Courtesy of Roxanne C., Philadelphia PA
Opening up the farming profession to those who would not otherwise think it was possible for them has taken us down a lot of garden paths because that’s where a lot of new farmers can be found. Robert Rodale, a founder of the organic movement, wrote shortly before his death in 1990 in his book Our Next Frontier:
“The highly productive home gardens of tomorrow will, I think, be the sprouts from which many new small farms
will grow. The small-scale farmers of the future can hardly learn their craft in the land-grant colleges,
which preach bigness in almost every way. These new farmers will start as gardeners and grow from there. I
think that we will see the size of gardens increase, so that the distinction between a large garden and a
small farm will become blurred.”
It was around the same time that Canadian farmer Wally Satzewich began his experiment in downsizing that he eventually codified into the SPIN-Farming online learning series, trading his 20 acre farm in the country for garden-size plots in the city. None of his growing methods were breakthrough – they were typical of what many backyard gardeners use. What was breakthrough was the amount of income he could generate, without a lot less stress, labor and overhead of a traditional farm.
In the 30 years since Rodale’s prophecy and Wally’s first SPIN farm, it’s become more apparent to more people why local food has value. The current pandemic is making it even clearer, and the business opportunity stronger. While SPIN eliminates the two big barriers to entry for new farmers – land and startup capital – there’s one barrier that’s even tougher for many gardeners to overcome. It’self-doubt.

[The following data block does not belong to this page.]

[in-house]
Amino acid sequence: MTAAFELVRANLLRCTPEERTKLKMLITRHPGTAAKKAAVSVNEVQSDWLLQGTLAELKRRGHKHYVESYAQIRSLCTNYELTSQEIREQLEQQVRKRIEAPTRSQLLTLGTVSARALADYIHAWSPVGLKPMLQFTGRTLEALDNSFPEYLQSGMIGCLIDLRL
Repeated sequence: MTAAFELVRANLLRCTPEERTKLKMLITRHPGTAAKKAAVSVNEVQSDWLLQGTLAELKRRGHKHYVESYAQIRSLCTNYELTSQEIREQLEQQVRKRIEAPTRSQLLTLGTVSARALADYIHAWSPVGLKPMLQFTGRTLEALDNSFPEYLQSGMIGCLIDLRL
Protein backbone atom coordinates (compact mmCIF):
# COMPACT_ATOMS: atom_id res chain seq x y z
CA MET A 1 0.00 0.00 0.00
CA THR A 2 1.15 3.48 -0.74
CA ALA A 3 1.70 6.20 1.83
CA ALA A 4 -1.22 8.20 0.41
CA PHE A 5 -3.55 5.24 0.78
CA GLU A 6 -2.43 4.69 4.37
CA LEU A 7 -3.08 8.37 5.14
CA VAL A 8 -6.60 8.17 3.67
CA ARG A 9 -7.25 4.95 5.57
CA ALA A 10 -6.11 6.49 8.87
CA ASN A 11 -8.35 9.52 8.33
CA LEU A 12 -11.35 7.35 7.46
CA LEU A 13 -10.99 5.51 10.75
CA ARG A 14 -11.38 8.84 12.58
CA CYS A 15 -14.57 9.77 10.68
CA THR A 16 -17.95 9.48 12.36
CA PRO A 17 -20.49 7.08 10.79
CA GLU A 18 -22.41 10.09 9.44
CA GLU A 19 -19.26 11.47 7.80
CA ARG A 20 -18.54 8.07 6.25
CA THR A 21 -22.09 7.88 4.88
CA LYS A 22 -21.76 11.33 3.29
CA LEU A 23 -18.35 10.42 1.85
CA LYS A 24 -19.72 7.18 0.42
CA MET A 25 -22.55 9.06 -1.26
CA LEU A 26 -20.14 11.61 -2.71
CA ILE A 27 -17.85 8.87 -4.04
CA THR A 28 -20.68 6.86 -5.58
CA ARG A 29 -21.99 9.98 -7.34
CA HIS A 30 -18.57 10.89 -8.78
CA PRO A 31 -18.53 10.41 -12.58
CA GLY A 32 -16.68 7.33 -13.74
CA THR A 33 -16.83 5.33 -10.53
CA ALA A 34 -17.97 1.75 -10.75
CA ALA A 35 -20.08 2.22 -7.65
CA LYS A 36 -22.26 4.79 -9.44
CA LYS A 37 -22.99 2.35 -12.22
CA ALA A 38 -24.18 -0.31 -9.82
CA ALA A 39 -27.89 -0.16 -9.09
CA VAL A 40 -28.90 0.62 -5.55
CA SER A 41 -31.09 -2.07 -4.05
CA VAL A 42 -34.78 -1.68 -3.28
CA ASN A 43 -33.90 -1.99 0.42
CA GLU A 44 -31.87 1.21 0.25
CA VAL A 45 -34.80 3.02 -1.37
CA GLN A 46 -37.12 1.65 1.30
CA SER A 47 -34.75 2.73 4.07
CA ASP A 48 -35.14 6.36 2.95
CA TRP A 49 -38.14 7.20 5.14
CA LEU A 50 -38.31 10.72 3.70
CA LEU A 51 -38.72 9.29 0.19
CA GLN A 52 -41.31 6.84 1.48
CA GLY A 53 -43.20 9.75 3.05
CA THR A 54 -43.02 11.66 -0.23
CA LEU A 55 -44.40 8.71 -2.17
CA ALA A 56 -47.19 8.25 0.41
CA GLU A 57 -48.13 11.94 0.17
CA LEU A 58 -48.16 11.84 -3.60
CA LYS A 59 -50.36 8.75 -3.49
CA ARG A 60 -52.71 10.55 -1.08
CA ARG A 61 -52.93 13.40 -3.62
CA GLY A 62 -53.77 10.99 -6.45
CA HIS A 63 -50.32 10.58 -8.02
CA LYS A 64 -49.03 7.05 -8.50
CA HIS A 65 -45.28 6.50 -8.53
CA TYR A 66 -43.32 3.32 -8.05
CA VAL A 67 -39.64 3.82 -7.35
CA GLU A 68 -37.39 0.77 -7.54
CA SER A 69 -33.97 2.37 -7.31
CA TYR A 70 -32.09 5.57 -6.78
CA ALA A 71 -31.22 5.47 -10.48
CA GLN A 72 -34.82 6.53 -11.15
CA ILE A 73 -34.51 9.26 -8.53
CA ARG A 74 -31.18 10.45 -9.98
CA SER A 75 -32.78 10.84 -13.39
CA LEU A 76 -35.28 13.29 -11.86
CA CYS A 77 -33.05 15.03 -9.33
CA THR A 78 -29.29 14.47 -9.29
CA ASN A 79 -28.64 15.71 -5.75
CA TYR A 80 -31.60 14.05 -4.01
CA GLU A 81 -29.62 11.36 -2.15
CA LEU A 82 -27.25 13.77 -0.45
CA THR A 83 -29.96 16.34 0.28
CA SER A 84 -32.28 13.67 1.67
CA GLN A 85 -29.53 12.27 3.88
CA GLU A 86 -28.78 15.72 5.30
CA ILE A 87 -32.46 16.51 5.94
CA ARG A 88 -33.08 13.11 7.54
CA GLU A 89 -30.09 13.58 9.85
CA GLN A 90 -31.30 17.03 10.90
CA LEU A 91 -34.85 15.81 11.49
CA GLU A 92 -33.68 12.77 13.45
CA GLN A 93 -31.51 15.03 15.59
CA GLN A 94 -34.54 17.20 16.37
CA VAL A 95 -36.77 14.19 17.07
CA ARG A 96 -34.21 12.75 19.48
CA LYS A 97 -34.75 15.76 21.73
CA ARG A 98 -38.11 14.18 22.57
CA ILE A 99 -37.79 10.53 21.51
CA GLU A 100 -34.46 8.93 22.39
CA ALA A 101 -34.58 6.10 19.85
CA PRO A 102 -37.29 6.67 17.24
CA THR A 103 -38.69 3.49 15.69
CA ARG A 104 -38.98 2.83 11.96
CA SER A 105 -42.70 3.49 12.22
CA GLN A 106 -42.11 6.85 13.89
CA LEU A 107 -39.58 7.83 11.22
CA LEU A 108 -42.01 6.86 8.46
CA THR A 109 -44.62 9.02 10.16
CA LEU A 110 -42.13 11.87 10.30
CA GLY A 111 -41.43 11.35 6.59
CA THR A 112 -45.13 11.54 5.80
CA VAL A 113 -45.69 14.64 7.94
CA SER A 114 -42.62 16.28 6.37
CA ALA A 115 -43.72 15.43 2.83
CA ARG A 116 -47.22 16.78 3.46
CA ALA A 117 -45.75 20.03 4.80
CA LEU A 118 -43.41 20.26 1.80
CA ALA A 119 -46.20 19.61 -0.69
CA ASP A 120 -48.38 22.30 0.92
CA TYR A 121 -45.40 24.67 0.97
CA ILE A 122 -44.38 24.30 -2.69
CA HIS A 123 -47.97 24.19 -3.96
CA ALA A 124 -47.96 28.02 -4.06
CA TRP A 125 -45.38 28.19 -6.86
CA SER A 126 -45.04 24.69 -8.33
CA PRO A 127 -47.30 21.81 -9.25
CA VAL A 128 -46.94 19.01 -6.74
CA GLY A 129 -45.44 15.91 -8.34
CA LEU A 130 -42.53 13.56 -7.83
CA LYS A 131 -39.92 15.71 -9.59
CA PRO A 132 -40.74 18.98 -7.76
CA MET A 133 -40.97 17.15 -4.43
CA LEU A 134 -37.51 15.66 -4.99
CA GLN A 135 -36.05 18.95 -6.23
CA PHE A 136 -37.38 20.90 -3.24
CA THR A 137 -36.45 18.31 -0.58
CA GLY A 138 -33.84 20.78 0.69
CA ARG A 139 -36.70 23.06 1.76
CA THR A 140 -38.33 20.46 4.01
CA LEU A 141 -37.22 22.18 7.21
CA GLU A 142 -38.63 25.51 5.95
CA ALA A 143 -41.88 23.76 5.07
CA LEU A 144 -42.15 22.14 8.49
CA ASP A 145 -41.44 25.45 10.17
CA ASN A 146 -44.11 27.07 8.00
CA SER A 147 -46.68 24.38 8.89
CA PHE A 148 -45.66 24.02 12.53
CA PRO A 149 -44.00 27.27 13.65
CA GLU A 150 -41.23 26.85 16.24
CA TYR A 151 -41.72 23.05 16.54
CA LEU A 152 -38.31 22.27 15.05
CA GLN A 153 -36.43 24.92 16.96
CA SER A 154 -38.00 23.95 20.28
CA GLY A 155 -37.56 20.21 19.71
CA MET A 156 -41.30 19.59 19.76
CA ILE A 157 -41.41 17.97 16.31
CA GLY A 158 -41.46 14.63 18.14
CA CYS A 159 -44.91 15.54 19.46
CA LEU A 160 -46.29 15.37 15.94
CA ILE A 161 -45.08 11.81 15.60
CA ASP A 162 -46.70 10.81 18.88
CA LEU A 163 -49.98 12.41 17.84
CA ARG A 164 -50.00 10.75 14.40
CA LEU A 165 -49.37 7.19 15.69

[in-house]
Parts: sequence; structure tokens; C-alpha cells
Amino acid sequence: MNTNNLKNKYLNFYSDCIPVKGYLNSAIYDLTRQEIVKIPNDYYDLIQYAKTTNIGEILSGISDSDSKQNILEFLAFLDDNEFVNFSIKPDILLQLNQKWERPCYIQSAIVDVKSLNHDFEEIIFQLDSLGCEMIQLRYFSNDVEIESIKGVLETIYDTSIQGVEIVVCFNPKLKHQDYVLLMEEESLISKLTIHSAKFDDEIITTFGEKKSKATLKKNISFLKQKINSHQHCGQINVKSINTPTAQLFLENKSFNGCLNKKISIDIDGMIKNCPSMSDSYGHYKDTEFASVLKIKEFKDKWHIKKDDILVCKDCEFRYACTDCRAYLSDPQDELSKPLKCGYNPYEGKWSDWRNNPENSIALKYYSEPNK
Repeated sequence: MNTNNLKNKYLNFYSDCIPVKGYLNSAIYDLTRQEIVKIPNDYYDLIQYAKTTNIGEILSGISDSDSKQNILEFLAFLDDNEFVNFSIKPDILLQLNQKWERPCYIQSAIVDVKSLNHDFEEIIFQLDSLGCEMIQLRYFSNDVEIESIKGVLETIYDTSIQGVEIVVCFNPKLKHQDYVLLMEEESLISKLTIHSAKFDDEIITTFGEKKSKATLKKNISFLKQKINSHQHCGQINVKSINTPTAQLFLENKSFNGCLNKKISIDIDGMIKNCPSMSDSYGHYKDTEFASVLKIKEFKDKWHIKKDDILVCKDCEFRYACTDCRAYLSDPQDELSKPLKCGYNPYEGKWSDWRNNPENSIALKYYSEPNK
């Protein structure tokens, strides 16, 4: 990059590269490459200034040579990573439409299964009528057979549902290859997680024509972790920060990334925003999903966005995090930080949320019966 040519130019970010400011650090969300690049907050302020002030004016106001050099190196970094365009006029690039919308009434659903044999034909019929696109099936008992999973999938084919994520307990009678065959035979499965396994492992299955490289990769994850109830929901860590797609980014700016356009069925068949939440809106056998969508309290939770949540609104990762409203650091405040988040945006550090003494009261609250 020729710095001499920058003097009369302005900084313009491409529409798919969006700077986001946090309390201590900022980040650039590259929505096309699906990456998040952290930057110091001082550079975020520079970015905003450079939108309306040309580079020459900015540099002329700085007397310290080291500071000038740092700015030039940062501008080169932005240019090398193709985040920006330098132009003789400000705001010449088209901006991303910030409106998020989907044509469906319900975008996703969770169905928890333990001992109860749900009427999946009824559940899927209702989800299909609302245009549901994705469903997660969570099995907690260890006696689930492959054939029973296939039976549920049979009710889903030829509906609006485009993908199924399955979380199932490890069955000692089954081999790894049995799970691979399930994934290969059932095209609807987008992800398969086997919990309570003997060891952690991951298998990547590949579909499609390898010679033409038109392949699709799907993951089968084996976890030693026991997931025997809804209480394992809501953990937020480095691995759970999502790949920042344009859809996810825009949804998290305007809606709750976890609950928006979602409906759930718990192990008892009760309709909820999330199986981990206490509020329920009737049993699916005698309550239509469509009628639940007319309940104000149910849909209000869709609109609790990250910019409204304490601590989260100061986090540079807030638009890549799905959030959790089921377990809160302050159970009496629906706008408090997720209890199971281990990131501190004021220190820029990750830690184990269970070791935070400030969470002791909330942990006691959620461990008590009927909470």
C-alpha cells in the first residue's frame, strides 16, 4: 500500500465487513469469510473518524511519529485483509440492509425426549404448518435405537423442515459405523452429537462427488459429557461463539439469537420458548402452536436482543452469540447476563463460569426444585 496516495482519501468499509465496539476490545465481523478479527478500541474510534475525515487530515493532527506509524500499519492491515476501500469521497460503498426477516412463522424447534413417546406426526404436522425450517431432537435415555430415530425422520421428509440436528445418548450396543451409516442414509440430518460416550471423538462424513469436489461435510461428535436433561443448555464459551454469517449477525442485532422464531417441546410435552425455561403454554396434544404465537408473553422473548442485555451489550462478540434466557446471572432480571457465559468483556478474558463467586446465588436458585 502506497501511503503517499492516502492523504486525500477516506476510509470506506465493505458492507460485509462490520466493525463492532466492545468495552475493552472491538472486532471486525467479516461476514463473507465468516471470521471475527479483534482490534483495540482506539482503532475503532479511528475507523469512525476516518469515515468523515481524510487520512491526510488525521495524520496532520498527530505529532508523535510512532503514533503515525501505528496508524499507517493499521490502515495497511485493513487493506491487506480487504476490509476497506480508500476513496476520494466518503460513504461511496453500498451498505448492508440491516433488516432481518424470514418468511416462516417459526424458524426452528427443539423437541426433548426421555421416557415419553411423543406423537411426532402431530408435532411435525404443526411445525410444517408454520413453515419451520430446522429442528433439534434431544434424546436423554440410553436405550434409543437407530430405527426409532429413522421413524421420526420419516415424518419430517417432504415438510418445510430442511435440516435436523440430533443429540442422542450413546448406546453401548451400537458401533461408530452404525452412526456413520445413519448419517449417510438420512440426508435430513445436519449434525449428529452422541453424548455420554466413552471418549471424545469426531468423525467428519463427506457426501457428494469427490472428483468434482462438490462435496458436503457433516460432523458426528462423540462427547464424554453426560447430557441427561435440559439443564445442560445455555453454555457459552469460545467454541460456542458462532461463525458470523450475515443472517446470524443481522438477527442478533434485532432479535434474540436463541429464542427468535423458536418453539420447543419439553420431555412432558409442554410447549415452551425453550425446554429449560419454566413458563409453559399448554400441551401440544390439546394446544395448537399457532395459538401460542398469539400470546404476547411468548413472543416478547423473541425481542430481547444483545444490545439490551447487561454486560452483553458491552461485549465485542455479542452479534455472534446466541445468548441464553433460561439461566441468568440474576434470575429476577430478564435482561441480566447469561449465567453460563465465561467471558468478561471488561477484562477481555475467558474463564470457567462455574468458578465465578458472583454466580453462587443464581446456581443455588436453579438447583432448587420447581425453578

Any new endeavor involves tentativeness, but farming’s mystique makes it appear especially daunting. For generations it’s been viewed as only for those possessed of lots of land, an agrarian legacy and magical abilities. None of that is necessary. Who is the typical SPIN farmer? They are those who are looking for a business opportunity they can develop right in their own backyard. They are people who, instead of opening a dry cleaners, or a hair salon, or a printing franchise, think instead that they like working outdoors, they like physical work, they like the idea of producing a product everyone wants and needs, they see lots of people flocking to the farmer’s market and local groceries, so they think they would like to try farming
to see if they can make a buck providing their community with a product that everyone wants and needs.
If you want to make money growing food, don’t psyche yourself out thinking you have to bet the farm. All you need is some old-fashioned elbow grease and a new way to learn, and practice, farming.
RELATED POSTS: Why and How Wally Developed SPIN-Farming
FIND OUT HOW TO JUMP START A BUSINESS GROWING FOOD IN YOUR BACKYARD, OR THE YARDS OF OTHERS FROM THOSE LIKE WALLY WHO ARE DOING IT EVERY DAY IN THE SPIN ONLINE SUPPORT GROUP. FREE TRIAL MEMBERSHIP WHEN YOU PURCHASE ANY SPIN GUIDE.